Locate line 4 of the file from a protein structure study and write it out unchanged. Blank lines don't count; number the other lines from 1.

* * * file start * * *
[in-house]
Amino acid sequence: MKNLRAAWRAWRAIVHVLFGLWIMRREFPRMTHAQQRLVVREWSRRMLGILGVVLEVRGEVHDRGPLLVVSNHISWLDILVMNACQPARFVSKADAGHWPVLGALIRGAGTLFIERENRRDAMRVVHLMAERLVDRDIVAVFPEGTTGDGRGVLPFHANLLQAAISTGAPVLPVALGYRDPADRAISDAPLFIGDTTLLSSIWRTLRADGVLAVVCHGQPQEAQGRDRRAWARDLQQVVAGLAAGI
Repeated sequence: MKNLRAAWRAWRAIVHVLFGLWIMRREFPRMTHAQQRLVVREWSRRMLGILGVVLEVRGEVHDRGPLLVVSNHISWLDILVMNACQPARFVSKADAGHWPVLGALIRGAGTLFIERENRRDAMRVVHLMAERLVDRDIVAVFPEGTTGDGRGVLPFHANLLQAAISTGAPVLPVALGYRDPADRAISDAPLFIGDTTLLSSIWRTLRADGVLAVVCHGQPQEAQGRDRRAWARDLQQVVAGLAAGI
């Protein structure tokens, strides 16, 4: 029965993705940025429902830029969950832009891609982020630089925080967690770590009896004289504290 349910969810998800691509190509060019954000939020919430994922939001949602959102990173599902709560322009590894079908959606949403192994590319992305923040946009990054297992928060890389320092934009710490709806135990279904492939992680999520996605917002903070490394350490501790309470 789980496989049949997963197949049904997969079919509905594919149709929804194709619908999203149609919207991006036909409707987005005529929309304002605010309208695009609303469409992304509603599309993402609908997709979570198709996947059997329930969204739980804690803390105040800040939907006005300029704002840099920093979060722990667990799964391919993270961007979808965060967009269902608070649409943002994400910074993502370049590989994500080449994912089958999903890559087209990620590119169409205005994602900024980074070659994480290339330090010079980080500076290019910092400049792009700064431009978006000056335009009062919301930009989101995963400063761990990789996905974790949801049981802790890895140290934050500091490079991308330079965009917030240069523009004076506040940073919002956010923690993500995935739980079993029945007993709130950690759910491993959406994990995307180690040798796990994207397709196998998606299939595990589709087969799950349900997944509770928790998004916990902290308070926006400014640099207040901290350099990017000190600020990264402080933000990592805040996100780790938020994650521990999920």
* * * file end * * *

């Protein structure tokens, strides 16, 4: 029965993705940025429902830029969950832009891609982020630089925080967690770590009896004289504290 349910969810998800691509190509060019954000939020919430994922939001949602959102990173599902709560322009590894079908959606949403192994590319992305923040946009990054297992928060890389320092934009710490709806135990279904492939992680999520996605917002903070490394350490501790309470 789980496989049949997963197949049904997969079919509905594919149709929804194709619908999203149609919207991006036909409707987005005529929309304002605010309208695009609303469409992304509603599309993402609908997709979570198709996947059997329930969204739980804690803390105040800040939907006005300029704002840099920093979060722990667990799964391919993270961007979808965060967009269902608070649409943002994400910074993502370049590989994500080449994912089958999903890559087209990620590119169409205005994602900024980074070659994480290339330090010079980080500076290019910092400049792009700064431009978006000056335009009062919301930009989101995963400063761990990789996905974790949801049981802790890895140290934050500091490079991308330079965009917030240069523009004076506040940073919002956010923690993500995935739980079993029945007993709130950690759910491993959406994990995307180690040798796990994207397709196998998606299939595990589709087969799950349900997944509770928790998004916990902290308070926006400014640099207040901290350099990017000190600020990264402080933000990592805040996100780790938020994650521990999920």